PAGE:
7
submitted 4 months ago* (last edited 4 months ago) by shortwavesurfer@monero.town to c/programming@beehaw.org

Any ideas? I am attempting to write a script that uses sed.

If done this way it fails

  • rmdec="sed 's/..................$//'"
  • i1xmr=$(echo "$i1p/$apiresponse*1000" |bc -l |$rmdec)

But if i do it this way it works

  • i1xmr=$(echo "$i1p/$apiresponse*1000" |bc -l | sed 's/..................$//')
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[-] I_Am_Jacks_____@lemmings.world 7 points 4 months ago

I have had some problems doing what you're trying to do. Replacing the variable with a function would work.

rmdec() { sed 's/...$//'; }

[-] shortwavesurfer@monero.town 1 points 4 months ago

Perfect. That did the trick. So when running a bash command like that putting it in a function keeps it from getting screwed up apparently

[-] Xyre@lemmus.org 5 points 4 months ago

You're assigning rmdec to the output of sed. It should work if you wrap it as you did with i1xmr.

[-] shortwavesurfer@monero.town 1 points 4 months ago

Yeah, my goal is to shorten that sed command to that variable. It seems like it would work, but nope. It throws errors

[-] Andy@programming.dev 1 points 4 months ago

It might be because it's a single string, and might work if you store it or expand it as an array. I think it would in Zsh, anyway.

But the response to use a function instead is probably wiser.

[-] brie@beehaw.org 3 points 4 months ago

Strings work fine, the problem is the (single) quotes:

~ $ foo="echo 'hello world'"
~ $ for x in $foo; do echo $x; done
echo
'hello
world'
~ $ $foo
'hello world'
~ $ eval "$foo"
hello world

The splitting is by whitespace, so the single quotes remain in the arguments. Using eval (and double quotes to preven splitting), it gets processed correctly. That said, don't use eval; use functions or aliases instead.

[-] shortwavesurfer@monero.town 1 points 4 months ago

Yep, the function did the trick. My guess is it was being misread at execution as a variable and thats why it was breaking

[-] bizdelnick@lemmy.ml 3 points 4 months ago* (last edited 3 months ago)

Your mistake is that after variable substitution bash does not handle quoted strings, i.e. it does not remove single quotes from sed command line. If you really need this to happen, you have to use eval:

i1xmr=$(echo "$i1p/$apiresponse*1000" | bc -l | eval $rmdec)

However using functions is a better solution in general. But in this particular case, I guess, you only need to change the bc's scale instead of using sed:

i1xmr=$(echo "scale=17; $i1p/$apiresponse*1000" | bc -l)

For better readability you may use heredoc instead of echo:

i1xmr=$( bc -l << EOF
scale=17
$i1p/$apiresponse*1000
EOF
)
[-] shortwavesurfer@monero.town 1 points 4 months ago

Oh dear Lord, and see, this is why I do not code for a living. What I ended up doing is using a function like this

  • rmdec() { sed 's/..................$//'; }
  • i1xmr=$(echo "$i1p/$apiresponse*1000" |bc -l |rmdec)
[-] shortwavesurfer@monero.town 2 points 4 months ago
[-] bizdelnick@lemmy.ml 1 points 4 months ago* (last edited 4 months ago)

Again, you don't need sed for this, simply set scale=2 or how many digits after decimal point you need. Also you missed ! in the shebang (#!/bin/bash or #!/bin/sh).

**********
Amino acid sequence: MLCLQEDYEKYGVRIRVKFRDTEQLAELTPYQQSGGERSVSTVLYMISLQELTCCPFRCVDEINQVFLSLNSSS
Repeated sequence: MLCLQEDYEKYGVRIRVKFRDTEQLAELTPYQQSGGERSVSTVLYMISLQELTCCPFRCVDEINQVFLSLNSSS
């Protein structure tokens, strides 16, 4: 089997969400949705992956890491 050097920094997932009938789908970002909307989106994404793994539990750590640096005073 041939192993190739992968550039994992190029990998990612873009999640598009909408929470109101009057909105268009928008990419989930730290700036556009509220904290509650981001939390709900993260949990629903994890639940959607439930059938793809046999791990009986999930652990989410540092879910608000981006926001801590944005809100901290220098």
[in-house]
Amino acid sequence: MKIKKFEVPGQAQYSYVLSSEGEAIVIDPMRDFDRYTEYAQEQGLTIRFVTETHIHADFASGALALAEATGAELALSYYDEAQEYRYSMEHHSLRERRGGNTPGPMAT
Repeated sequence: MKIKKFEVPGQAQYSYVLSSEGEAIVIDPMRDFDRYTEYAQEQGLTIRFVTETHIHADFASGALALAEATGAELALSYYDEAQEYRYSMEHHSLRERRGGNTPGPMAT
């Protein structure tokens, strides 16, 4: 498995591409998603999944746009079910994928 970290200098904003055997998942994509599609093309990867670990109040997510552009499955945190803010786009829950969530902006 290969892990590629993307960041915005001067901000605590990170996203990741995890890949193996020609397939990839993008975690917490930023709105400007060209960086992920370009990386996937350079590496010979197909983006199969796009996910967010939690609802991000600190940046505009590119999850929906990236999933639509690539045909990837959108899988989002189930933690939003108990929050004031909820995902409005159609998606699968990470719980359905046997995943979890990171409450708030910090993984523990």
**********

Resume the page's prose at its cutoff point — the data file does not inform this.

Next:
[-] shortwavesurfer@monero.town 1 points 4 months ago

So I need five digits after the decimal point, but then when I do the multiplication, I only want four digits in total. I did move "scale=" to five and that made the sed command in rmdec much shorter, but its still needed. I thought i could add "length=4" but that throws an error.

[-] bizdelnick@lemmy.ml 1 points 4 months ago

Multiply before you divide to keep precision: 1000 * $i1p / $apiresponse

[-] shortwavesurfer@monero.town 1 points 4 months ago

Ah, that did the trick. Thanks

[-] bizdelnick@lemmy.ml 1 points 4 months ago* (last edited 4 months ago)

And again, using here-document greatly improves readability, like this.

[-] shortwavesurfer@monero.town 1 points 4 months ago

Hmm. I had a look at the example given. I see the idea, but would cat be the thing to use or would it be echo <<-EOF > "$file"?

[-] bizdelnick@lemmy.ml 1 points 4 months ago

You need cat because it reads stdin and prints it to stdout. echo does not read stdin, it prints its arguments.

[-] shortwavesurfer@monero.town 1 points 4 months ago

I have never used cat like that before. If you just ent cat abcd > file it says abcd doesnt exist but does create "file". I know you can cat contents of a file into another file but why the <<-EOF > file works is a bit beyond me.

[-] bizdelnick@lemmy.ml 1 points 4 months ago

cat does not create file, your shell does when you redirect the standard output with > file.

[-] shortwavesurfer@monero.town 1 points 4 months ago

Alright, I modified it and formatted it. However, for whatever reason, the output HTML in /var/www/html/index.html does not keep the formatting and is all just left aligned as before. That's not really a problem, just more of a curiosity as to why it did not inherit the formatting of the input.

[-] bizdelnick@lemmy.ml 1 points 4 months ago* (last edited 4 months ago)

When using "<<-", shell removes all tabs from the beginning of each line. So you have to use tabs for formatting inside your script and then spaces for HTML formatting, as in my example. Or use "<<" without dash to preserve tabs.

this post was submitted on 24 Oct 2023
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